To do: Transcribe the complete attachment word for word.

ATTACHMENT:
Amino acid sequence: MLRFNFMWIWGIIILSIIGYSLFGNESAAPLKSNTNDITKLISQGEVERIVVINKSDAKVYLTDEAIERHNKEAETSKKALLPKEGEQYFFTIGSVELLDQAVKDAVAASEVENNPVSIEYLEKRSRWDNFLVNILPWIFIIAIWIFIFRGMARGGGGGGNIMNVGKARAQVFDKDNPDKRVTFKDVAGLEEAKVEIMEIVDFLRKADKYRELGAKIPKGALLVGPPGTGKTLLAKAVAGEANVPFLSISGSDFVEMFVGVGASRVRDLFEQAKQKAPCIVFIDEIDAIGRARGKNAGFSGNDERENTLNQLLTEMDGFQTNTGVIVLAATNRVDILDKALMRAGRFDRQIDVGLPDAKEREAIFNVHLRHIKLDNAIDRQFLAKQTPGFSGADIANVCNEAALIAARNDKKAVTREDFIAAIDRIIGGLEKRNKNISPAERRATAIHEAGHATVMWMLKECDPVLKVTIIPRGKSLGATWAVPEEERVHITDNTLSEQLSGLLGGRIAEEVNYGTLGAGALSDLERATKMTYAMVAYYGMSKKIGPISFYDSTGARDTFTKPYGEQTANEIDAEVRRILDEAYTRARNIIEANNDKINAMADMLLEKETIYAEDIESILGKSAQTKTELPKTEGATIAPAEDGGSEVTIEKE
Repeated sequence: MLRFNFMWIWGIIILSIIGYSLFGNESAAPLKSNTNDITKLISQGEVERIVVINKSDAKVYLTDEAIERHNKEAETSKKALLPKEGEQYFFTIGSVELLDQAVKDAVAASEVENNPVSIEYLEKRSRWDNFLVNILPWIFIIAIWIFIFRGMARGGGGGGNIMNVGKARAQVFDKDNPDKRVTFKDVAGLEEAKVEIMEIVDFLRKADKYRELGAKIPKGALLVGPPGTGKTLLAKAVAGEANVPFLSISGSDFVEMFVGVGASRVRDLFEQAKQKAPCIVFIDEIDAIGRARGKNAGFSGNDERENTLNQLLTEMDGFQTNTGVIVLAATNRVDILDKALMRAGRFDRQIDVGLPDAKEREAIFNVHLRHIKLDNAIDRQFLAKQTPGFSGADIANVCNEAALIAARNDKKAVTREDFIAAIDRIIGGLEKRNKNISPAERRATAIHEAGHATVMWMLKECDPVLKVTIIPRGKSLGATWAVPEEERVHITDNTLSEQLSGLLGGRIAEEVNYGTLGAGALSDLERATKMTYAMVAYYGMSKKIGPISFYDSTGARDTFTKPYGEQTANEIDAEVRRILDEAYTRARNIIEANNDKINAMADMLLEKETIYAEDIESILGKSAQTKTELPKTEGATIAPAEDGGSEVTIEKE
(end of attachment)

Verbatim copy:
Amino acid sequence: MLRFNFMWIWGIIILSIIGYSLFGNESAAPLKSNTNDITKLISQGEVERIVVINKSDAKVYLTDEAIERHNKEAETSKKALLPKEGEQYFFTIGSVELLDQAVKDAVAASEVENNPVSIEYLEKRSRWDNFLVNILPWIFIIAIWIFIFRGMARGGGGGGNIMNVGKARAQVFDKDNPDKRVTFKDVAGLEEAKVEIMEIVDFLRKADKYRELGAKIPKGALLVGPPGTGKTLLAKAVAGEANVPFLSISGSDFVEMFVGVGASRVRDLFEQAKQKAPCIVFIDEIDAIGRARGKNAGFSGNDERENTLNQLLTEMDGFQTNTGVIVLAATNRVDILDKALMRAGRFDRQIDVGLPDAKEREAIFNVHLRHIKLDNAIDRQFLAKQTPGFSGADIANVCNEAALIAARNDKKAVTREDFIAAIDRIIGGLEKRNKNISPAERRATAIHEAGHATVMWMLKECDPVLKVTIIPRGKSLGATWAVPEEERVHITDNTLSEQLSGLLGGRIAEEVNYGTLGAGALSDLERATKMTYAMVAYYGMSKKIGPISFYDSTGARDTFTKPYGEQTANEIDAEVRRILDEAYTRARNIIEANNDKINAMADMLLEKETIYAEDIESILGKSAQTKTELPKTEGATIAPAEDGGSEVTIEKE
Repeated sequence: MLRFNFMWIWGIIILSIIGYSLFGNESAAPLKSNTNDITKLISQGEVERIVVINKSDAKVYLTDEAIERHNKEAETSKKALLPKEGEQYFFTIGSVELLDQAVKDAVAASEVENNPVSIEYLEKRSRWDNFLVNILPWIFIIAIWIFIFRGMARGGGGGGNIMNVGKARAQVFDKDNPDKRVTFKDVAGLEEAKVEIMEIVDFLRKADKYRELGAKIPKGALLVGPPGTGKTLLAKAVAGEANVPFLSISGSDFVEMFVGVGASRVRDLFEQAKQKAPCIVFIDEIDAIGRARGKNAGFSGNDERENTLNQLLTEMDGFQTNTGVIVLAATNRVDILDKALMRAGRFDRQIDVGLPDAKEREAIFNVHLRHIKLDNAIDRQFLAKQTPGFSGADIANVCNEAALIAARNDKKAVTREDFIAAIDRIIGGLEKRNKNISPAERRATAIHEAGHATVMWMLKECDPVLKVTIIPRGKSLGATWAVPEEERVHITDNTLSEQLSGLLGGRIAEEVNYGTLGAGALSDLERATKMTYAMVAYYGMSKKIGPISFYDSTGARDTFTKPYGEQTANEIDAEVRRILDEAYTRARNIIEANNDKINAMADMLLEKETIYAEDIESILGKSAQTKTELPKTEGATIAPAEDGGSEVTIEKE